“We omit all their distress and woe.
“Thaisa takes Lychorida, her nurse, and so they go to sea. Their vessel shakes on Neptune’s waves; half the flood has their keel cut — they have completed half their voyage. But Lady Fortune’s mood changes again; the grisly north wind disgorges such a tempest forth that, like a duck that dives to save its life, so up and down the poor ship drives. The lady shrieks, and because of fear begins to give birth.
“What ensues in this fierce storm you shall read next. I nothing will relate, but the next few pages may conveniently convey the rest better than I can tell it.
“In your imagination see the ship, upon whose deck the sea-tossed Pericles appears and is about to speak.”
— 3.1 —
On board a storm-tossed ship, Pericles said, “Neptune,you god of this great vast sea, rebuke these high waves, which wash both Heaven and Hell. And you, Aeolus, who have command over the winds, call them away from the deep sea, bind them, and keep them behind your brass wall. Jupiter, calm your deafening, dreadful thunders; gently quench your nimble, sulfurous flashes of lightning!”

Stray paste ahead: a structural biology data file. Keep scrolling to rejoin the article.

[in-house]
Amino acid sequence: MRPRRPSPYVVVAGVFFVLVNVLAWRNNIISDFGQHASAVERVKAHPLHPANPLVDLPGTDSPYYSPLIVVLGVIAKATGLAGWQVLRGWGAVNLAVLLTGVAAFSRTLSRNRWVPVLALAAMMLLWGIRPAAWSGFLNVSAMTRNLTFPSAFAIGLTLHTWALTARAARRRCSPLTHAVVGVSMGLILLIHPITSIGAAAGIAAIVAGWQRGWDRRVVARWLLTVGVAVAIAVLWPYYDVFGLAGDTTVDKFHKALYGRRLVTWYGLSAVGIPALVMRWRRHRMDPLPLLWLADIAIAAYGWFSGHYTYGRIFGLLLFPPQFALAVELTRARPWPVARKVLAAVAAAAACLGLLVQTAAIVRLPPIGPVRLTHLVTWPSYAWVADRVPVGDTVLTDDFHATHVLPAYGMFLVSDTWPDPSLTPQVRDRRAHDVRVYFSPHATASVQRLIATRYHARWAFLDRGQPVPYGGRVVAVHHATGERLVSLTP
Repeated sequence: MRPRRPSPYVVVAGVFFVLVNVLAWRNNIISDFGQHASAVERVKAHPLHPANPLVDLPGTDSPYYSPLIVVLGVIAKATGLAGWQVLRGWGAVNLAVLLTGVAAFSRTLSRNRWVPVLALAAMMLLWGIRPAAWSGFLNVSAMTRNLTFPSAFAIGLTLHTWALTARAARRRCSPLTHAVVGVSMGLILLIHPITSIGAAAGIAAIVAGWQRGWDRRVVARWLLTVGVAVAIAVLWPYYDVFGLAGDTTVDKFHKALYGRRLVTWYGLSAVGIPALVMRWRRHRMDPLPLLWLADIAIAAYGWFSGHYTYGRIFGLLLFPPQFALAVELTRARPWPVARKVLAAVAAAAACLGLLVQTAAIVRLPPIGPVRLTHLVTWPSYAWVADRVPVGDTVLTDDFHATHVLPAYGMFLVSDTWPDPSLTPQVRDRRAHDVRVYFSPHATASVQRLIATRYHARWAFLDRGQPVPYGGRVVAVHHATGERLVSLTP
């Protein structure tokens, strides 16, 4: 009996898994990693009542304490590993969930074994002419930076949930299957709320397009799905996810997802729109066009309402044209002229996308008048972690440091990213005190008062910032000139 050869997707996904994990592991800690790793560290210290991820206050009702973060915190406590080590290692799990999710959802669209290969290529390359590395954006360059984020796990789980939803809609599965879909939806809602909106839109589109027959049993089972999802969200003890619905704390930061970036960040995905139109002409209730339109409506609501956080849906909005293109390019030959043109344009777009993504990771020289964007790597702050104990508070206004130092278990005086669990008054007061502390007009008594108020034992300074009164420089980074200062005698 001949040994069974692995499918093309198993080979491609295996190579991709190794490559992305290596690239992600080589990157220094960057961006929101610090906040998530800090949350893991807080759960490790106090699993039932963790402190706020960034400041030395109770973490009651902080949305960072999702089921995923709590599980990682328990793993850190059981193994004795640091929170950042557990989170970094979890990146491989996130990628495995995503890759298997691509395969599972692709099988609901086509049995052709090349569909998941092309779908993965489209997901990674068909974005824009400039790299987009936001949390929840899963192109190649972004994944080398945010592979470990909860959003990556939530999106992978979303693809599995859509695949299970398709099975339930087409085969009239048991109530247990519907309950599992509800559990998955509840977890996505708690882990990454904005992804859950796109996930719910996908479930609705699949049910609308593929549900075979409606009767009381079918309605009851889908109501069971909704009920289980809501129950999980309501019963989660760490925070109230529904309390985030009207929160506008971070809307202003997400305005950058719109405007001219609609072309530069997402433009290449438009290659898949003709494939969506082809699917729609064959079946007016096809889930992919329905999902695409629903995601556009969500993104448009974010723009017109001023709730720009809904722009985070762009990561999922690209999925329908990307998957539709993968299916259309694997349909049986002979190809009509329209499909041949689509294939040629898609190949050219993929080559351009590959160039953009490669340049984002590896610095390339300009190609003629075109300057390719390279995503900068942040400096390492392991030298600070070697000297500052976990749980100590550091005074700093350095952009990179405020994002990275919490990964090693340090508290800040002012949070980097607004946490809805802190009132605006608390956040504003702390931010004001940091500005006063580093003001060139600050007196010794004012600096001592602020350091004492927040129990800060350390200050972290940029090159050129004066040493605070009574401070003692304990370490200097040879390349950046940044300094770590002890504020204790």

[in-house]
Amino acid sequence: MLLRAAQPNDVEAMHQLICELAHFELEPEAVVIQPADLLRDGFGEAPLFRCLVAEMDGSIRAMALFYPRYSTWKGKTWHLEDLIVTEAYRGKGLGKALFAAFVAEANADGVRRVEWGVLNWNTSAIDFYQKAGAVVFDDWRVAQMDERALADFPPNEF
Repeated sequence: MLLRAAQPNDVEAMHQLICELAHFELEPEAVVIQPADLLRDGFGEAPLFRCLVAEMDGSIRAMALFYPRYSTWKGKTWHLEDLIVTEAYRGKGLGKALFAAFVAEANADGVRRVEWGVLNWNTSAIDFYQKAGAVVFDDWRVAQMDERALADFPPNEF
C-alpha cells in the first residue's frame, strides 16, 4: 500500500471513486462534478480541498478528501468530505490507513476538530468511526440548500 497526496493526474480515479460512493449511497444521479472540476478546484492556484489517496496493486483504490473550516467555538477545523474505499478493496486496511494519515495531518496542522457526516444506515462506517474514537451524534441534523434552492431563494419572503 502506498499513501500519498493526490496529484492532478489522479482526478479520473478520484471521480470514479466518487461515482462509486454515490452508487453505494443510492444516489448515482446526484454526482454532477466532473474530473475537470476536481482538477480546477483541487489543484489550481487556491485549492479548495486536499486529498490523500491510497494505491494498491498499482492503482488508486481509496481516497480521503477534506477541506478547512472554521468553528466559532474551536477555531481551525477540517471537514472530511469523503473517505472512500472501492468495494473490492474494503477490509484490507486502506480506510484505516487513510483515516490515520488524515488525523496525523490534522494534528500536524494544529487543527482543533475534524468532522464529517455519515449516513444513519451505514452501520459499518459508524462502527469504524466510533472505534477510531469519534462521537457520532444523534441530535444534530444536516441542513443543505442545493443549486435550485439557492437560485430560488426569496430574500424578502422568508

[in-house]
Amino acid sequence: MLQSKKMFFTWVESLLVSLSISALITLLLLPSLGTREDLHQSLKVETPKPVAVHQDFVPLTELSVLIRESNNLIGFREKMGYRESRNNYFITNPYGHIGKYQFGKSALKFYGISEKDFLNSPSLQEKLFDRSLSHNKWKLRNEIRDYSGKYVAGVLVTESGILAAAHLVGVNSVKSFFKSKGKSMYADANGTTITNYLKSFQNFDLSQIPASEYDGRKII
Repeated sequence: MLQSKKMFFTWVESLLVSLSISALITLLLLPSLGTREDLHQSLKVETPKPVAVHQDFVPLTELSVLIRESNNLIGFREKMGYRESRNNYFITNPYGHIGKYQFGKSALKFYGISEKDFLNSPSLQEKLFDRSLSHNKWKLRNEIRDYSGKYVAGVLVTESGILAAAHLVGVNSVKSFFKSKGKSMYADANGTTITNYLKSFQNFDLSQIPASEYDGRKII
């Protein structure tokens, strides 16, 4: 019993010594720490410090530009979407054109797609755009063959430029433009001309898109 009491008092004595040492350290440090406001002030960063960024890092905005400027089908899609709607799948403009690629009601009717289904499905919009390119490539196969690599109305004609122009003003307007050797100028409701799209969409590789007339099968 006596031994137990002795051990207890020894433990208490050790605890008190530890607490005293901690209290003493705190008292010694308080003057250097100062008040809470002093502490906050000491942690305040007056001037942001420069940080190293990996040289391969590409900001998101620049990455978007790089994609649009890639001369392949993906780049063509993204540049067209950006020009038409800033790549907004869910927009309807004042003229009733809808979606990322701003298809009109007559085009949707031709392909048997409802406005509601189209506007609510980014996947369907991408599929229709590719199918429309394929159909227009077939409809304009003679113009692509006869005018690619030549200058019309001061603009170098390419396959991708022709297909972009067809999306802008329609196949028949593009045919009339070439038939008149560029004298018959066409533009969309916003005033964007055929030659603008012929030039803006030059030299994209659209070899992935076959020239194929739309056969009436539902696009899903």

Pericles’ wife, Thaisa, was giving birth. Like other men of the time, he was not present. Understandably, he was worried — childbirth at this time was dangerous.
He called, “Lychorida, how is my Queen doing?”
He then said to the tempest, “You storm, will you maliciously spit all your winds? The seaman’s whistle that calls orders to sailors is like a whisper in the ears of a dead person — it is unheard.”
He called again, “Lychorida!”
Then he prayed, “Lucina, goddess of childbirth, divinest patroness, and gentle midwife to those who cry at night, convey your deity aboard our dancing boat; make swift the pangs of my Queen’s birth-giving! Let her give birth quickly!”
Carrying an infant, Lychorida walked over to Pericles.
“What is the news, Lychorida?” Pericles asked.
“Here is a creature too young for such a place, who, if it had rational understanding, would die, as I am likely to do. Take in your arms this piece of your dead Queen.”
The word “piece” has a double meaning. The infant was the Queen’s masterpiece; in addition, it was a piece of the Queen — she had given birth to it, and so it carried some of her chromosomes.
Hearing the phrase “dead Queen,” Pericles said, “What, Lychorida!”